I remind myself, “No calculation,” when I find myself starting to bargain or trade or keep score—and I broke this commandment not long ago. Earlier in the day, I’d been on a panel at a conference at Harvard Business School, and I’d just arrived home after a four-hour train ride from Boston. My older daughter had gone to a birthday party, and either my husband or I needed to go out into the cold night and retrieve her. The question of who would make the trek hung in the air. My husband said reluctantly, “I’ll go pick her up.”
By suggesting that my husband “should” do this task, I was undermining his generosity.
This is where I broke my commandment. I wish I’d said, “Oh, thanks so much! After that long train ride, I don’t feel like going out again. I really appreciate it.”
But instead I said defensively, “What have you been doing for the past three hours?” Meaning: You’ve just been relaxing for the last several hours, so really, you should do it. That’s score-keeping: I did this, so now you have to do that. (Or, you got to do this, so now I get to do that.)
He said, “I’ve been taking care of everything here. You’ve been sitting on a train.”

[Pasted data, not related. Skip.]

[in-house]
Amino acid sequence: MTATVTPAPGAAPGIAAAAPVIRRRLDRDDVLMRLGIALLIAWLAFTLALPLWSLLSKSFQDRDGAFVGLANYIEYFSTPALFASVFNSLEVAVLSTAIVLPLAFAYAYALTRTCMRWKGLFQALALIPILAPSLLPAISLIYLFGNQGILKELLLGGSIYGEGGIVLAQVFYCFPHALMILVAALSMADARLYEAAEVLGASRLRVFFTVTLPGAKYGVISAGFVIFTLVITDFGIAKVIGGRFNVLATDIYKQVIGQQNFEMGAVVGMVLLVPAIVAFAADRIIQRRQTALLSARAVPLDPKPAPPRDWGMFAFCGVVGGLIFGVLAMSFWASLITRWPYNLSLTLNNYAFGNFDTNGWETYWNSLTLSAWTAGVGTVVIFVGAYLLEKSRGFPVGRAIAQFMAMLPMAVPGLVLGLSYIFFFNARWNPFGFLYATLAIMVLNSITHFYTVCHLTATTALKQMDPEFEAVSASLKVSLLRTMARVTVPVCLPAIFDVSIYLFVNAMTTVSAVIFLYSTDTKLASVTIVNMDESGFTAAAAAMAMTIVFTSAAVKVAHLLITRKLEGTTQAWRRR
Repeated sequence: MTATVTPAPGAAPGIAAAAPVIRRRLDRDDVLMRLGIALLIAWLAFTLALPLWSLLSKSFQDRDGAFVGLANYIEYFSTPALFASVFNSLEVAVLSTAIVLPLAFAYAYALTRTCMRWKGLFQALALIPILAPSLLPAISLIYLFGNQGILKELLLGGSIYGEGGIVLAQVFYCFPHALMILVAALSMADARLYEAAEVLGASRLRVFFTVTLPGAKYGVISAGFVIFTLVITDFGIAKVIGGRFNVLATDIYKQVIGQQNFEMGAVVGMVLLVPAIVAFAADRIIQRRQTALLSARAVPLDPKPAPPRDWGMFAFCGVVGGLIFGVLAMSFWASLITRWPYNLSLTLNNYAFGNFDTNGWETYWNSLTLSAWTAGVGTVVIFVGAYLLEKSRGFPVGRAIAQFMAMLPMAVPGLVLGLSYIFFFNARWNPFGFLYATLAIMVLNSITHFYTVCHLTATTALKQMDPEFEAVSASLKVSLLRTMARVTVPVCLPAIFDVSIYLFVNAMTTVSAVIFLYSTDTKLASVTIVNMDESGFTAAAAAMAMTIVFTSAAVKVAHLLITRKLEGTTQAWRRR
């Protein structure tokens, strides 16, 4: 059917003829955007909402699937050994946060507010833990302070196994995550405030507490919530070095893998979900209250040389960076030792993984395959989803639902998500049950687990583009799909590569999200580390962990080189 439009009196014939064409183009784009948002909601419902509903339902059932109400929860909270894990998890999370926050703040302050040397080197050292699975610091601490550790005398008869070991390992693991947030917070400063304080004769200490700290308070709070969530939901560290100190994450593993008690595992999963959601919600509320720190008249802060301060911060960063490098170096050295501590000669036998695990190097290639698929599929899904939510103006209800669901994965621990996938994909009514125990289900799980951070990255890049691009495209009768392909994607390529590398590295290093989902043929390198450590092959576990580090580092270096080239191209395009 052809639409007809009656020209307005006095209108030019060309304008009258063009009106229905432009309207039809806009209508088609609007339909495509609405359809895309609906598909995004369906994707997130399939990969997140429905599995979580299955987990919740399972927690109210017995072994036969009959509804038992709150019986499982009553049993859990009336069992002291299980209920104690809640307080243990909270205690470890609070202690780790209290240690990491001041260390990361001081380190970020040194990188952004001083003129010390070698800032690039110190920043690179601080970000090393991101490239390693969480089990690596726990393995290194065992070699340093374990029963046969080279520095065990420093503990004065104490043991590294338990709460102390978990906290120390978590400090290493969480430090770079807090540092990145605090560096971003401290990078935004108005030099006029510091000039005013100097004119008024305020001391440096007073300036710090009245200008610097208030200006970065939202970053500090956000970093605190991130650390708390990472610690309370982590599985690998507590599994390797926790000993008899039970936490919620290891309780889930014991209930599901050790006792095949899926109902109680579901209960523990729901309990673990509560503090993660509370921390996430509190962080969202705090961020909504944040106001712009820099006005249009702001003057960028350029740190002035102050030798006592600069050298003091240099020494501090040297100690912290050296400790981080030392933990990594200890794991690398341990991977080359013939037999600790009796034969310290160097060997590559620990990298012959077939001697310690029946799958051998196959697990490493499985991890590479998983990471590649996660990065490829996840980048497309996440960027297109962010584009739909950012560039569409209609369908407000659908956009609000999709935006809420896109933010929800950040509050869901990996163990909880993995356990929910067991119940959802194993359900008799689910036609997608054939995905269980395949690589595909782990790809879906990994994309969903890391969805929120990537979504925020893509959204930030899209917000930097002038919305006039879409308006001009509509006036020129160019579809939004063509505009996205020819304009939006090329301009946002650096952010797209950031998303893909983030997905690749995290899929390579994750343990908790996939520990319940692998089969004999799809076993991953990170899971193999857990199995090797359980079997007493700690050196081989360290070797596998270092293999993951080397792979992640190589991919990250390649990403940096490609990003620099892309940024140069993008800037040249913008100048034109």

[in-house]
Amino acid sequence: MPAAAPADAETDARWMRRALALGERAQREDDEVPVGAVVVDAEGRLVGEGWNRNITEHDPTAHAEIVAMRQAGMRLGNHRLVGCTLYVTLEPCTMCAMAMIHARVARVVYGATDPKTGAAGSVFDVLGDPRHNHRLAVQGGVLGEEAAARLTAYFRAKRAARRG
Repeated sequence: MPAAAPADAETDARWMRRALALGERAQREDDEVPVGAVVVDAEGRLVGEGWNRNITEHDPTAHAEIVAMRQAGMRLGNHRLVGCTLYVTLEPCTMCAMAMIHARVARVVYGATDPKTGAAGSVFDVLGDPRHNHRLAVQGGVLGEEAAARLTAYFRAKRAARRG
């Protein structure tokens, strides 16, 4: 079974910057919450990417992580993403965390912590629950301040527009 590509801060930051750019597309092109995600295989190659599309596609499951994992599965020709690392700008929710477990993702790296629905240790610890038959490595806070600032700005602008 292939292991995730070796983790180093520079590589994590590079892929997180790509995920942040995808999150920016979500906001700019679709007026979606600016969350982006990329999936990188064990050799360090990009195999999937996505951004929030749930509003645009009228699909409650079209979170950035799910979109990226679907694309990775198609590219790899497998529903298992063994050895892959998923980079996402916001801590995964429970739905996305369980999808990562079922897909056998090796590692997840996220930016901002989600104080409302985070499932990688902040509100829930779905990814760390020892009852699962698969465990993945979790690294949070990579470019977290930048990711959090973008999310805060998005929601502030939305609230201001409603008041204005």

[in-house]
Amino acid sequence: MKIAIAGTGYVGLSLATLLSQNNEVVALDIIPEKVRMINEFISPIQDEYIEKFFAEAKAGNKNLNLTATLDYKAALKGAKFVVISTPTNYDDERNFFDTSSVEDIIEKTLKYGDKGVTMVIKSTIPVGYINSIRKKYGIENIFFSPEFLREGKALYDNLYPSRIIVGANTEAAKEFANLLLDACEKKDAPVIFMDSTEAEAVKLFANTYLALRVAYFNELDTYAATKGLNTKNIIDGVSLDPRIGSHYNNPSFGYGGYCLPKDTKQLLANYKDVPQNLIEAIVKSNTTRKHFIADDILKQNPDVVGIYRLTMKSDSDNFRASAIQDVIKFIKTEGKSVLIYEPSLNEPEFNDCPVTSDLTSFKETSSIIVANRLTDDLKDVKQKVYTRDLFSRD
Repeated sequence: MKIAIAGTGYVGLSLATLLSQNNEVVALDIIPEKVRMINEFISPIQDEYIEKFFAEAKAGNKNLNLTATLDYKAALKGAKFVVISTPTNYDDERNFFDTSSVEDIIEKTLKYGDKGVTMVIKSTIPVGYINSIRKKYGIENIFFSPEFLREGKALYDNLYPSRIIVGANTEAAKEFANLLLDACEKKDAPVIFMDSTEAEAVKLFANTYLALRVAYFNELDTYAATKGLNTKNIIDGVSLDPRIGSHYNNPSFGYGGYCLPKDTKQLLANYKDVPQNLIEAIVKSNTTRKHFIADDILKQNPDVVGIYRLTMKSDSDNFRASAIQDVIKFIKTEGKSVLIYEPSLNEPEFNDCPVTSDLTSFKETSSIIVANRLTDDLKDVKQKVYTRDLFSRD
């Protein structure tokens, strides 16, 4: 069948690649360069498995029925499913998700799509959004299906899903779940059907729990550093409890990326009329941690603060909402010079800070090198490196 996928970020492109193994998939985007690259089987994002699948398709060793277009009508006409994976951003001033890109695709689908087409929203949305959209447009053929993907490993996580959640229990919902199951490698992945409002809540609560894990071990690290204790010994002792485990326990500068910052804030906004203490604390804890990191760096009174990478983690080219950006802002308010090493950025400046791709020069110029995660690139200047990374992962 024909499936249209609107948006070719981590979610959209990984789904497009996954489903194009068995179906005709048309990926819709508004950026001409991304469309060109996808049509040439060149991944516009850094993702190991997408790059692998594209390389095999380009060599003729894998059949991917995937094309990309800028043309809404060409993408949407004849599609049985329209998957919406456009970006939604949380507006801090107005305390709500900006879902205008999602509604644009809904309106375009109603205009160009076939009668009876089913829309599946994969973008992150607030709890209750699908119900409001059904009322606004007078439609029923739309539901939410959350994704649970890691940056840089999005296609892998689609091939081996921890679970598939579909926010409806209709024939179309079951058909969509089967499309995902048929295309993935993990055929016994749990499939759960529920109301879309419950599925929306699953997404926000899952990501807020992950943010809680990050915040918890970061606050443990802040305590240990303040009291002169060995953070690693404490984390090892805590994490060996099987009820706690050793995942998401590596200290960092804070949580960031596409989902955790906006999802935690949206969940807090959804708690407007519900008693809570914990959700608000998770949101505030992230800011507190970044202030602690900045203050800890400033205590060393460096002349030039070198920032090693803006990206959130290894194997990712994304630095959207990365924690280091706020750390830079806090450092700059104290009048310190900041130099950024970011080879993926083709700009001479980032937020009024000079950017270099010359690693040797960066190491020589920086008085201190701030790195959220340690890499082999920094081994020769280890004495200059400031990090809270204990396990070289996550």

Fortunately, I recognized my mistake before the conversation devolved into a fight about who had had a less taxing afternoon and therefore “should” do this chore. I realized that by suggesting that my husband “should” do this task, I was undermining his generosity. I had turned his offer into an obligation instead of treating it as a thoughtful gesture he’d made for my benefit. I was invoking calculation—even though he’d already volunteered! I backtracked as best I could; it’s much more pleasant to feel grateful for a nice gesture than to squabble about the score.
It’s true that every relationship involves some calculation; it wouldn’t be fair for one person to do everything and the other person to do nothing. In my relationship, though, things tend to balance out evenly, and the atmosphere is much happier when I don’t keep score—when I don’t calculate and just try to do the loving thing.
To read more by Gretchen Rubin, visit her site.